Now you are probably wondering how I felt about my Peace Corps experience,
and why I split from the program. Well I’ll tell ya.
I really enjoyed the experience. Through the Peace Corps experience,
I formed friendships with an interesting group of people I would never have
met otherwise. I received a very soft injection into Russian life,
including an opportunity to live for three months with a Russian host family
who were willing and able to host me. I lived for three months in Moscow
on a reasonable per diem without a regular job, an interesting vacation
I do not want to repeat, and I had a great support network throughout.
Why did the Peace Corps and I diverge after six months instead of the usual
27? That is a complicated answer. After three months of training,
just before we swore in as volunteers, we all went to Riga for new visas.
These were to be extra special visas, good for two years and giving
us some fun privileges. The extra special visas attracted extra special
attention from the Russian government. After ten volunteers received
the required registration stamp from the correct Russian ministry, all hell
broke loose. Seems the Russians were not happy that we had extra special
visas, so they held the rest of the passports and visas until they could
find a way to give us un-special visas.
The thirty volunteers without passports and visas dug in for the wait.
After one month of high level negotiations, including a visit by Vice
President, Al Gore, who shook my hand, the passports and visas were released,
sans the registration stamp. Here is where the fun began! In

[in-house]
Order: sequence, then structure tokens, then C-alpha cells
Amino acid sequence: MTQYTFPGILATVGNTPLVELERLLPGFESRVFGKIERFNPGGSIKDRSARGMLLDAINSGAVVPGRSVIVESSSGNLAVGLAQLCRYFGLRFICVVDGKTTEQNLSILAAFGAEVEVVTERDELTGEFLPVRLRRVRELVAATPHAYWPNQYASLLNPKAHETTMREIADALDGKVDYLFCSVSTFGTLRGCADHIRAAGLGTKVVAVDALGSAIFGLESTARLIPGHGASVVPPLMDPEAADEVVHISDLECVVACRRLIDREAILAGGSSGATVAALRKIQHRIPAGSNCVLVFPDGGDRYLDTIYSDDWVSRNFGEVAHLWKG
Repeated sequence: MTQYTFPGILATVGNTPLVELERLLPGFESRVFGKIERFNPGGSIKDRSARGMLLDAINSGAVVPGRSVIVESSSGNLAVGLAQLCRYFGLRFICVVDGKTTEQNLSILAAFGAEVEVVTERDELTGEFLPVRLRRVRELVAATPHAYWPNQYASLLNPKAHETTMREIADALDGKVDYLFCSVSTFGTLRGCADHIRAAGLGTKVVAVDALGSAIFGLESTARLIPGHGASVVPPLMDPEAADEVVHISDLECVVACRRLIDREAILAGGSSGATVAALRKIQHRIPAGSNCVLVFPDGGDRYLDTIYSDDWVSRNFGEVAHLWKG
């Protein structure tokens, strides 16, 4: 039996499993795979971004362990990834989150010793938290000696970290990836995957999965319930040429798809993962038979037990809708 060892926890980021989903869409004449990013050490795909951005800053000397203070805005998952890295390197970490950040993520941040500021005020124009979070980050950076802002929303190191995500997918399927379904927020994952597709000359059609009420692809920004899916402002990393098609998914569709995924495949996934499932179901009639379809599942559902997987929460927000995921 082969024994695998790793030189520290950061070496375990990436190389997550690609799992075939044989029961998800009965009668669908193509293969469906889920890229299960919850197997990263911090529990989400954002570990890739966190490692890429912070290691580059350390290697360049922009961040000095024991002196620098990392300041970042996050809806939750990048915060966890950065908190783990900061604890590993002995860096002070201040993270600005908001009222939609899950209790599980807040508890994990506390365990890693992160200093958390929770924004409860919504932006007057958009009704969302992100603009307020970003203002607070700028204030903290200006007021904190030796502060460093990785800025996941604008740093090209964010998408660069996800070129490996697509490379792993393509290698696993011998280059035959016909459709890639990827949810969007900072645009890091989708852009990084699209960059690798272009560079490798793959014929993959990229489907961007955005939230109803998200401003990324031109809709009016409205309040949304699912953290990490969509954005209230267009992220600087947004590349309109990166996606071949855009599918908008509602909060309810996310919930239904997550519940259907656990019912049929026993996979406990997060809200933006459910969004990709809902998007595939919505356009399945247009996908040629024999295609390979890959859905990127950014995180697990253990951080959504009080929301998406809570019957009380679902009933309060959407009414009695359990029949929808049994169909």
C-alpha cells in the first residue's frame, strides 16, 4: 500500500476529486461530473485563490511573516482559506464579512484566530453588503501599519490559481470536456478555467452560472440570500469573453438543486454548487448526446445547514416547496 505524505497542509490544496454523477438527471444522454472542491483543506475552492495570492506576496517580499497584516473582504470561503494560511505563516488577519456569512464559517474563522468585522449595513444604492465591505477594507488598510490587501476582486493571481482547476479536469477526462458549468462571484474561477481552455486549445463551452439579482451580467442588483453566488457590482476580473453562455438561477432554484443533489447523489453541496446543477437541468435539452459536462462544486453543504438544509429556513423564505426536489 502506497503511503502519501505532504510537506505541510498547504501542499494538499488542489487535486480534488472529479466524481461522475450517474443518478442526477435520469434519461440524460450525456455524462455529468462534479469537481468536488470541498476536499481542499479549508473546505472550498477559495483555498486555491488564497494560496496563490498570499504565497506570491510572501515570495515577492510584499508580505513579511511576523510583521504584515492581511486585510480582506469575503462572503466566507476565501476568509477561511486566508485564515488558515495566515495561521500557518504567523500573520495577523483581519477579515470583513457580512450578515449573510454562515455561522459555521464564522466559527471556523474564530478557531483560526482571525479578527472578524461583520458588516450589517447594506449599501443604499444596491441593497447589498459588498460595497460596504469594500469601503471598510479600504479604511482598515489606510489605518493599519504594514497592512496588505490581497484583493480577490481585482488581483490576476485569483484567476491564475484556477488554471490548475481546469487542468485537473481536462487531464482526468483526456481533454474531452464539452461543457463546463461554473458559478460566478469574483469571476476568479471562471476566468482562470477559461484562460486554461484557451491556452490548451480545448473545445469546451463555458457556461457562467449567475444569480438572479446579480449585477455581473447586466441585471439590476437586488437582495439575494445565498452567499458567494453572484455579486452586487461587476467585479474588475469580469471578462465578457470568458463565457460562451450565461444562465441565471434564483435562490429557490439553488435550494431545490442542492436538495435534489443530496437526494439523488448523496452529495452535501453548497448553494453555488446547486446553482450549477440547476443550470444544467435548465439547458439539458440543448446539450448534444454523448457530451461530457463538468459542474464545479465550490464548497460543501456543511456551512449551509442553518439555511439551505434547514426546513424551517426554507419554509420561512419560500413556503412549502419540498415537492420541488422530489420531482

Russia, visas need to be registered within three days of arrival by the correct
ministry. We had 30 day old visas without the proper stamp, and no
hope of getting it. A plan was hatched, we would go to our sites
and try to be registered there, without the proper stamp, using the connections
Peace Corps had in the provinces.
The plan worked for all but 15 volunteers. Of the 15, five were not
allowed to stay at their sites, and were ordered back to Moscow, yours truly
included. The five of us waited in Moscow for a solution, while the
35 other volunteers started their Peace Corps assignments. After a
month one of the five went to a new site where she could get
registered, but she had to give up her first choice in sites and start at
a new, untested location. After a total of three months waiting and
six months since we started this adventure, two of us decided to move on.
Look what I got for all my troubles, a thanks from the Man himself. Aww, I’m so content now!
I left the Peace Corps for private industry, because I love this country,
no matter how much it frustrates me, and I knew that I could still have an
effect here outside of the Peace Corps. I was also just plain tired
of waiting. I am a “doer,” and I want to do something, not sit on my
ass and stare at the wall as the Peace Corps said I would need to do for
another two or three months. The other volunteer who left, went to
the Peace Corps program in the Baltic countries. He is a retiree who
has no desire to “work” again and he really enjoyed Riga when we were there
to get our extra special visas.
The two that remain here waiting for a site have the patience of Job and
receive my full respect. May the visa gods smile on them soon, before
they go any farther insane.
After all that, the usual governmental bullshit included, I would like to
try the Peace Corps again. Not in the near future, mind you, but when
they get the program running smoothly, and not in Russia. The days
of the business volunteer program here are numbered, especially with me working
in private enterprise! Maybe when a Peace Corps France opens up…